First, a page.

Distracted Driving: It’s not just about Cell Phones and Texting

distracted-driverTalking and texting on cell phones are the most frequently talked about concerns involving accidents and distracted driving, with texting now taking the lead over concerns about drivers who talk on their cell phones while operating a vehicle.

Among the concerns that cell phone use raises is that drivers often become so focused on the conversation they’re having that it distracts them from attention to the road. Several research studies have found that even intense listening on a cell phone can impair driver attention on the road. Cell phone use, even with a hands-free device, can create a situation where drivers develop a potentially lethal form of tunnel vision that creates what researchers called inattention blindness.

Researchers found that inattention blindness slows driver reaction time by 20 percent and that some tests subjects missed half the red lights they encountered in simulated driving.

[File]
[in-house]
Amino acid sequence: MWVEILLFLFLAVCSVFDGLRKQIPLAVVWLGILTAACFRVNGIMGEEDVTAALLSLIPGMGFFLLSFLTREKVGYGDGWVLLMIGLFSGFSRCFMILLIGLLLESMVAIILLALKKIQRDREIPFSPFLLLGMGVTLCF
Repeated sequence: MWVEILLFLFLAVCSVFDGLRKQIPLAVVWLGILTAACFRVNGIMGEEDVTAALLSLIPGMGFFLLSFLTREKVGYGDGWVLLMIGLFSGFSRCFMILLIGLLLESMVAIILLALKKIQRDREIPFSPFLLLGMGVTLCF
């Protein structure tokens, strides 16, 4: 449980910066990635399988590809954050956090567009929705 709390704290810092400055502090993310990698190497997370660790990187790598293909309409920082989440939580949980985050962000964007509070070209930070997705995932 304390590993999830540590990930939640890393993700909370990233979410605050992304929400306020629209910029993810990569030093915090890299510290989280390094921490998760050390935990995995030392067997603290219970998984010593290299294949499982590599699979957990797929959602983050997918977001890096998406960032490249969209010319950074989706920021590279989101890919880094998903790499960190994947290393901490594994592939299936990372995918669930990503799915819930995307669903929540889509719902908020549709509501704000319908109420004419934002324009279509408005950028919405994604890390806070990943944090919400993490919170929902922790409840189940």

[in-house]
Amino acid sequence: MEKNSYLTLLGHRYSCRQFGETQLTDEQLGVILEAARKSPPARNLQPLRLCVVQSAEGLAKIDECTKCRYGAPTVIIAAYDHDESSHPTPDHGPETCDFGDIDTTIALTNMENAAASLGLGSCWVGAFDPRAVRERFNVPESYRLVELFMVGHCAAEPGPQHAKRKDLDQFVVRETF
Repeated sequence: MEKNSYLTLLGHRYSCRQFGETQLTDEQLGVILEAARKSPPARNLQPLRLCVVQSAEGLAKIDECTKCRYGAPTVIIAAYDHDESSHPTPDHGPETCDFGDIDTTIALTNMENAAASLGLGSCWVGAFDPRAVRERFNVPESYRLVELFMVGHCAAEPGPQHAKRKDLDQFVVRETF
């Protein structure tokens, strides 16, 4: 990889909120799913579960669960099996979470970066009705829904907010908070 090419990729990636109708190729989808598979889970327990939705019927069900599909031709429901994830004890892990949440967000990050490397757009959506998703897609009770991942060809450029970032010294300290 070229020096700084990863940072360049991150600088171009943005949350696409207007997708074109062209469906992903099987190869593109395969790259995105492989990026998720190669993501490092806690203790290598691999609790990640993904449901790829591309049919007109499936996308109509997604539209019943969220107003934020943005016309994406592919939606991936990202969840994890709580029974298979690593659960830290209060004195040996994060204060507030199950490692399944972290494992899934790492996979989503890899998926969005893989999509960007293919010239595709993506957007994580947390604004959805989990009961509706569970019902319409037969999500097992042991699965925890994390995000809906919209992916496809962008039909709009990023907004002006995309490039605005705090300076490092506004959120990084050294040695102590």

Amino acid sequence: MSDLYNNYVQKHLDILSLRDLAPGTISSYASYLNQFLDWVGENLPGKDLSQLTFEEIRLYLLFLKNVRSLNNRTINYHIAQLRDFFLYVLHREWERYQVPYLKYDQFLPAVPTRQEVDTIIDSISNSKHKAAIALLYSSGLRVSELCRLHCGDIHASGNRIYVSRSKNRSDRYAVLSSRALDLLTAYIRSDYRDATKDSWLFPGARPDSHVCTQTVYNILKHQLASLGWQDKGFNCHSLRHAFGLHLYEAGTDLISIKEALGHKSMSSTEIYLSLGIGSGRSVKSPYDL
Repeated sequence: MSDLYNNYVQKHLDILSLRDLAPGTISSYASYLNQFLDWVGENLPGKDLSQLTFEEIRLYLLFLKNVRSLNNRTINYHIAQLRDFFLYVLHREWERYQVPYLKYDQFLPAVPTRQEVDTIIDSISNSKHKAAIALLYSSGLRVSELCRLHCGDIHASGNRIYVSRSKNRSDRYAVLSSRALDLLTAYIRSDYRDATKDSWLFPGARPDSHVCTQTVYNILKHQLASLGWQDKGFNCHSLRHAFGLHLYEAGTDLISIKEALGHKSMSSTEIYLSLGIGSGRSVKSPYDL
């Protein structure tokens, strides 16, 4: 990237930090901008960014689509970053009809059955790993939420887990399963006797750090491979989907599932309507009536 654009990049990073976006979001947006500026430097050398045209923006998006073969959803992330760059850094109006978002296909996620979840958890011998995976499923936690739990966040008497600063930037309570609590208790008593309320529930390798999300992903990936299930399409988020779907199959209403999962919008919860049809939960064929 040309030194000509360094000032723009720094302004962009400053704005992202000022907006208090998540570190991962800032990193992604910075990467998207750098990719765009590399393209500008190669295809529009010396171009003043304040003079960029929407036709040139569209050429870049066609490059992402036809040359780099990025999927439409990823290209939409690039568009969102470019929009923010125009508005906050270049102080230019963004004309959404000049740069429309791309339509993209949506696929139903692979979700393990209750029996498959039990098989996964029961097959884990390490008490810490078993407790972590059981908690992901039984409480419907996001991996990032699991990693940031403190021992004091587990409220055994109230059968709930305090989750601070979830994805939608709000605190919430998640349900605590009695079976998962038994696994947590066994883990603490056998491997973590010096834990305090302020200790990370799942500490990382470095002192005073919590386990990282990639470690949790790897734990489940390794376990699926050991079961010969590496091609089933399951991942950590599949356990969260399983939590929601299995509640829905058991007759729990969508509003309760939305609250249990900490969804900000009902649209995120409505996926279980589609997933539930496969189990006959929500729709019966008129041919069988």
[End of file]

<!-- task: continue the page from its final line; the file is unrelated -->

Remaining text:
They reported that the research subjects took in a reduced amount of information while on the phone. They missed things like swerving cars and sudden lane changes, which resulted in several simulated rear-end collisions.

Texting Takes Over As Bad Driver Behavior

Texting on cell phones is now considered an even more serious problem than talking on a cell phone, because it requires looking down at the message the sender is creating while moving fingers that should be on the steering wheel. In addition to not looking where they are going, text message senders are usually focused on their message—not on their driving. Experts tell us that taking your eyes off the road for even one to two seconds can make the difference between avoiding a crash and causing one.

Texting is a particularly serious concern because while 20 percent of drivers admit to texting, when you look at drivers in the age 18-24 year old category, 66 percent are sending or receiving text messages while driving. Add the distraction of text messaging to young driver inexperience and you’ve got a particularly lethal combination.